Yesterday Dr. Margaret Flowers was arrested, yet again for trying to have a conversation about single payer.
She was part of a Mobilization for Health Care for All sit-in at a Baltimore CareFirst health insurance office and was arrested with 4 others, one of whom, Charles Loubert, is 81 years old. She and Charles were planning to stay in the hoosegow until the CEO of CareFirst, Chet Burrell, agreed to a public meeting with her.
Here are Margaret’s own words on risking arrest for single payer:
In short, I am going to be arrested again because I believe that it is my professional responsibility to advocate on behalf of those who can’t and because it is clear that the other traditional advocacy tools are not working. The phrase that runs continuously through my mind is “To be silent is to be complicit.” I cannot be complicit in the face of an industry that profits at the cost of human lives and in the face of an administration and Congress that are too dysfunctional to stop this practice.
Apparently, this mother of three is pretty scary, because despite Margaret and Charles’ efforts, the authorities got spooked and would not keep this pediatrician in the pokey. In fact, they wanted rid of her.
In a message from Margaret:
“Margaret Flowers is home because Central Booking in Baltimore would not send me to jail. Our presence caused quite a stir – not the usual arrestee – and they weren’t sure what to do with us. A long day but we are all well and ready to continue!”
As you may know, Dr. Margaret first felt the zip-ties around her wrists in Washington D.C. as part of the Baucus 8, a group of doctors and advocates who stood up in Sen. Max Baucus’ Senate finance hearing on health care, with a simple question: Why are there seats for the insurance industry but not a single seat for single payer?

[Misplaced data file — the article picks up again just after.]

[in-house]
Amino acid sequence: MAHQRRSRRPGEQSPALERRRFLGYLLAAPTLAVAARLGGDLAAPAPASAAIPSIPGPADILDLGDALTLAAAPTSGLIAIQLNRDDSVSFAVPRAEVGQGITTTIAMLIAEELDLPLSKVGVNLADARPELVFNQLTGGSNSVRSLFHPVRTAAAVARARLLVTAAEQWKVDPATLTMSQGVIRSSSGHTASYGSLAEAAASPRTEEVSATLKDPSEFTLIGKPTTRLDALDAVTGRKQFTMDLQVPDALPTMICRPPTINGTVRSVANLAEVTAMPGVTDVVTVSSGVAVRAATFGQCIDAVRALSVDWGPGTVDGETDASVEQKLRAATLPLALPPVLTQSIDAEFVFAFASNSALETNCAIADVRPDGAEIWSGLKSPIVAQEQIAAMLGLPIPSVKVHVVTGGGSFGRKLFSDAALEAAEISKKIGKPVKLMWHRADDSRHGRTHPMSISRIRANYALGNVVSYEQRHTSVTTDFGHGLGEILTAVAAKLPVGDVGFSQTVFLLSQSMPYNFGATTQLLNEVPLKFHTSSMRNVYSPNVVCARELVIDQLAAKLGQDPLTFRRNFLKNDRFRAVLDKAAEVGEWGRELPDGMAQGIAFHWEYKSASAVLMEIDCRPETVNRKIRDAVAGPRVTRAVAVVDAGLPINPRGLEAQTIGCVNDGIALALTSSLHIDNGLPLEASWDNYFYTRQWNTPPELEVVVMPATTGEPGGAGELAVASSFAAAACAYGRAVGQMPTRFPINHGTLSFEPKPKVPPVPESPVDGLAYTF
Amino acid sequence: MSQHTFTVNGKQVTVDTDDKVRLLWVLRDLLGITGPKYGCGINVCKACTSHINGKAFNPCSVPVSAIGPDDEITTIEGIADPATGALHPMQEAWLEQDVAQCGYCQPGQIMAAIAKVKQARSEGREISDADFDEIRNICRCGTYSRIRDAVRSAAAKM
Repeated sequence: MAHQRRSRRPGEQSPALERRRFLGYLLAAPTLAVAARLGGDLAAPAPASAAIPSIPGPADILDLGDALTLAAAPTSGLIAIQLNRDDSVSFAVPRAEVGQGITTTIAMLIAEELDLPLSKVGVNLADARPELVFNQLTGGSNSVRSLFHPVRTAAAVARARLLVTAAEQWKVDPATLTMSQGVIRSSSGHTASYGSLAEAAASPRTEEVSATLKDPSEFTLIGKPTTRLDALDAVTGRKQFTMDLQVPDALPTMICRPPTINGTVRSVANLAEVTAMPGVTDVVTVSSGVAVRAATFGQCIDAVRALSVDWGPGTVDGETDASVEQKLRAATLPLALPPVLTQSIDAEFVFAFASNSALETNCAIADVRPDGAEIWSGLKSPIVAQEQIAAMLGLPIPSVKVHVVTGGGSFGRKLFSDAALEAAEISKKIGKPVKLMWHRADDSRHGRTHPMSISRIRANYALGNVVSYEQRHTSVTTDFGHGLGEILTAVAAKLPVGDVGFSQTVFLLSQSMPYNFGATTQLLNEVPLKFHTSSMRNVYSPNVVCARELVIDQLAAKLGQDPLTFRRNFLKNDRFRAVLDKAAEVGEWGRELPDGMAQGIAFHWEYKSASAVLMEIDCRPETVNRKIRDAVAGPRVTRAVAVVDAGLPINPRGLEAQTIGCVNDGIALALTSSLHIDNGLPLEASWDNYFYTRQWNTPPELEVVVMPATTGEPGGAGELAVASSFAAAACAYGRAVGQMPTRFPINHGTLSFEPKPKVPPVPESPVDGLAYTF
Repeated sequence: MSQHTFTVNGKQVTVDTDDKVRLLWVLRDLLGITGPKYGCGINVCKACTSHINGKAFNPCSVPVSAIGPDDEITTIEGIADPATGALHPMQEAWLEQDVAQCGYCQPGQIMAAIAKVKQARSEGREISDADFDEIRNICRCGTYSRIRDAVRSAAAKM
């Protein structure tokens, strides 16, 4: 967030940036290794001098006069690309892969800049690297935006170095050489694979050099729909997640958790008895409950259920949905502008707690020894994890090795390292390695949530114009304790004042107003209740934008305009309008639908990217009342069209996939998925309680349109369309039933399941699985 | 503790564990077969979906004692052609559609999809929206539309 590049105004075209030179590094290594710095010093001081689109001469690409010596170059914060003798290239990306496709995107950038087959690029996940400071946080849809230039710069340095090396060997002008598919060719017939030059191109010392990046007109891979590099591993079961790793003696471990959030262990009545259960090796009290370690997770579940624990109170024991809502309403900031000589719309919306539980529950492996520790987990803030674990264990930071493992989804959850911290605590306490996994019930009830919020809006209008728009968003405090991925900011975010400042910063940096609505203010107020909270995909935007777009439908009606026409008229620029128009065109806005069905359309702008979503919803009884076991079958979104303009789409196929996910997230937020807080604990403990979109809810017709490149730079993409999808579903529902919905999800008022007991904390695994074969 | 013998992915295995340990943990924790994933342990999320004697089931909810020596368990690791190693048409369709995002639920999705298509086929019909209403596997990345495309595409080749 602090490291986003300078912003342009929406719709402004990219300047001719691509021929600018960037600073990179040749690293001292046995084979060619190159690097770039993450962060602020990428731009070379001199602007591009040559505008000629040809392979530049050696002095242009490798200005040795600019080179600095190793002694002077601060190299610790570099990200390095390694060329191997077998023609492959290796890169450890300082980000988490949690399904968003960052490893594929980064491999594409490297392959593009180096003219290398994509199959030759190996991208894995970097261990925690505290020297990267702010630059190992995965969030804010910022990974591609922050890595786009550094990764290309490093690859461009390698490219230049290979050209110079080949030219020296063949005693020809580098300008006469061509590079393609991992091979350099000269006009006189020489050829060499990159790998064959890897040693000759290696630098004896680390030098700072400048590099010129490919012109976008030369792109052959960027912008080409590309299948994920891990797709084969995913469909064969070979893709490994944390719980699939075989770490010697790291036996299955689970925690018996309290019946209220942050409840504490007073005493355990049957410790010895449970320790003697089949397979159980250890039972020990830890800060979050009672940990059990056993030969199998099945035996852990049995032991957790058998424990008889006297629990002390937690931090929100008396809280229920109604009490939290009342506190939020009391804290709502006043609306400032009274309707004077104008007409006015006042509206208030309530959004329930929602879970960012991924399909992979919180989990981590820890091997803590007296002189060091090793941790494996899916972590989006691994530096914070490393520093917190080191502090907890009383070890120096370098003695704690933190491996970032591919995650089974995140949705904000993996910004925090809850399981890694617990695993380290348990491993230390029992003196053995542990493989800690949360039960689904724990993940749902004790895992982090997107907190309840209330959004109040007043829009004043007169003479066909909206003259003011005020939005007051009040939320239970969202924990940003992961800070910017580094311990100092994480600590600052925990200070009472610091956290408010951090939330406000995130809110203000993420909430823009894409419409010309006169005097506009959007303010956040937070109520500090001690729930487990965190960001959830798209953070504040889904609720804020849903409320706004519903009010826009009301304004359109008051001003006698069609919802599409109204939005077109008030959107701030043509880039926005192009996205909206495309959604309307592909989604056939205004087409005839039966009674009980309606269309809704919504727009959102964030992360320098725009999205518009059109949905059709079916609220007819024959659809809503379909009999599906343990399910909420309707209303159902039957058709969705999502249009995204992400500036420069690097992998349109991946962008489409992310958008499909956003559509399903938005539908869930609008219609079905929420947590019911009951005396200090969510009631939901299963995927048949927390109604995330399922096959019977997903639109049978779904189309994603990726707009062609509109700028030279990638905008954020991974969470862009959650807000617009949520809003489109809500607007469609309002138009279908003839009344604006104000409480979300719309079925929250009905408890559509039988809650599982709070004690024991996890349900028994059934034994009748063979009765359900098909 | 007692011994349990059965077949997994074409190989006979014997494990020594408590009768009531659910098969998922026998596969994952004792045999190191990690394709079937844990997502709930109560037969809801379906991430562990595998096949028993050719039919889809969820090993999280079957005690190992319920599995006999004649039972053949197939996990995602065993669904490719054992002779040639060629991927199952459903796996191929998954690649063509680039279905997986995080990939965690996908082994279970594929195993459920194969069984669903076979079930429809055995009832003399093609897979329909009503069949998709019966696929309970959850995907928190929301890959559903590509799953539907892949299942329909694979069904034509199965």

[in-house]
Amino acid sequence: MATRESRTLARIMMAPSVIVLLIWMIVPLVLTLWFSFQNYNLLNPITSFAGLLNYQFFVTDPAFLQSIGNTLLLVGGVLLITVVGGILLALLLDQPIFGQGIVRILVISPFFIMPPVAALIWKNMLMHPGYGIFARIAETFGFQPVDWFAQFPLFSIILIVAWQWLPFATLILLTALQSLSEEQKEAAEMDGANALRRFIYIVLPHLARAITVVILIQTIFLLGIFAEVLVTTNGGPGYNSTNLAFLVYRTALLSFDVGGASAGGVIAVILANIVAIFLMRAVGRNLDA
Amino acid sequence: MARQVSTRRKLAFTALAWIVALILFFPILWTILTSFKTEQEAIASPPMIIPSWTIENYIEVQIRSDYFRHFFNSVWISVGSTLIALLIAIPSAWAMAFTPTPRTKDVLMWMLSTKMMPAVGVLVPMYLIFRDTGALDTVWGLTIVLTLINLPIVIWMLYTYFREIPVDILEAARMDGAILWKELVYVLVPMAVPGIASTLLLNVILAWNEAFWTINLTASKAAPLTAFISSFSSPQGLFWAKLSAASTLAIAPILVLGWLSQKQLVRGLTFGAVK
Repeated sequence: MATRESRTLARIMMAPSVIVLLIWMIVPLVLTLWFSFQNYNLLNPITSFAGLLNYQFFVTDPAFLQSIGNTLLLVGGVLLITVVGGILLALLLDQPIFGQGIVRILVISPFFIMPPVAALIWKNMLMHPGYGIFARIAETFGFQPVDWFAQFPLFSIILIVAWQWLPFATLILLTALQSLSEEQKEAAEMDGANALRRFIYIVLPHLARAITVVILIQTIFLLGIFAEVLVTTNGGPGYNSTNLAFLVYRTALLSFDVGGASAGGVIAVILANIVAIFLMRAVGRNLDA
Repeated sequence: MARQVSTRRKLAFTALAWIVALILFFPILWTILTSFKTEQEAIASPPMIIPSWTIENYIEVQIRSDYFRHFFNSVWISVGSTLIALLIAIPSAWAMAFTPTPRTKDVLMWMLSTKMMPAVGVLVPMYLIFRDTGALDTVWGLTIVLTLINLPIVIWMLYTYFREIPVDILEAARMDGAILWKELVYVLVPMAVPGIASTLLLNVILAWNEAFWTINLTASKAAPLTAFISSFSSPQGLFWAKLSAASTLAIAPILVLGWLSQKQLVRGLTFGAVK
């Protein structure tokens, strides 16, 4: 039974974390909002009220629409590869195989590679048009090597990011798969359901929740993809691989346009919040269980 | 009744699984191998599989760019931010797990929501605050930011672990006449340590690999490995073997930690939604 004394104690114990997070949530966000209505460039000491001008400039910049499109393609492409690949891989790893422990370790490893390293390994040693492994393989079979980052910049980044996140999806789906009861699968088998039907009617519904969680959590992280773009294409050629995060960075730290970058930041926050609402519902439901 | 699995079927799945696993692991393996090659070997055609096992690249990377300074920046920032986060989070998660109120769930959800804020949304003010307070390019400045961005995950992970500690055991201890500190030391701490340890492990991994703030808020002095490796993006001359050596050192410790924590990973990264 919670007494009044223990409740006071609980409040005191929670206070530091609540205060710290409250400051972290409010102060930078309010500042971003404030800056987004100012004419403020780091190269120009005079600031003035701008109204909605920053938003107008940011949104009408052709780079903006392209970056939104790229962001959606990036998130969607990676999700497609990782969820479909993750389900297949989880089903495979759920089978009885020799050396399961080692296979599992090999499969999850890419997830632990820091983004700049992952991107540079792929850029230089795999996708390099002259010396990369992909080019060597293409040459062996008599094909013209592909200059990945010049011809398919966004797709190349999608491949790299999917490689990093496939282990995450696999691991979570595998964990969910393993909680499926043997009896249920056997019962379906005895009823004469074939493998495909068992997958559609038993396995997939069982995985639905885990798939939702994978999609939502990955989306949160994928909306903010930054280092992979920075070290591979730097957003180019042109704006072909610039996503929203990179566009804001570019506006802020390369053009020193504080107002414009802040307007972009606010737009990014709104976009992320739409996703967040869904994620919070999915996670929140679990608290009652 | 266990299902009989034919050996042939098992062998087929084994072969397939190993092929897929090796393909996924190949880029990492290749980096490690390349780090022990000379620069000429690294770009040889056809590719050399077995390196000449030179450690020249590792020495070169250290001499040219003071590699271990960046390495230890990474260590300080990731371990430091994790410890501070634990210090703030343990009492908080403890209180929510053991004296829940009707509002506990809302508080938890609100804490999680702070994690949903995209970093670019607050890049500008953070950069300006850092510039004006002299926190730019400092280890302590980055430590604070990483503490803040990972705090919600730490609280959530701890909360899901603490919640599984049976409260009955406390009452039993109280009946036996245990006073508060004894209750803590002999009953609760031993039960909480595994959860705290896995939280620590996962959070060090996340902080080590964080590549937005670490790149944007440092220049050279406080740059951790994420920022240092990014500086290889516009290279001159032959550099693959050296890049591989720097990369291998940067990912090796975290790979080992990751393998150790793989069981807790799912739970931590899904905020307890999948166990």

One by one the activists stood up from their seats-in the audience, and asked the question. No answer was given. The gavel was rapped repeatedly for order.
Dr. Margaret Flowers stood up. She wanted to talk about single payer as a solution. She wanted to talk about why she can’t care for her patients because of corporate bureaucracy.
But she was promptly escorted out of the room, put into a paddy wagon and charged with disorderly conduct for disrupting a Congressional hearing.
Max didn’t want to talk.
Soon Sen. Baucus found he could not continue the hearing with the interruptions from the crowd and asked for “more police.”
Donna Smith wrote about what she saw that day, eloquently and from the heart as usual.
This day the doctors of the Baucus 8 acted as they always have and always do – they acted in the best interests of the patient. Even though they were facing legal consequences for protesting the lack of a single payer voice in Congress and even though they had their own concerns, they quite literally dropped everything and acted on our behalf.
For me, this evidence of professional integrity and commitment spoke even more loudly to their message about healthcare reform. For Senator Baucus, this is a political process which will feather his cap and pad his coffers ever so comfortably if he keeps the for-profit interests protected and enhanced through this health reform legislative process. His health and his standing in life are safe and secure in ways most of us can only imagine – yet he would deny that health security to all Americans.
This “political process” to which Sen. Baucus subscribes, allows 45,000 Americans to die each year.
Reality is simply more terrifying.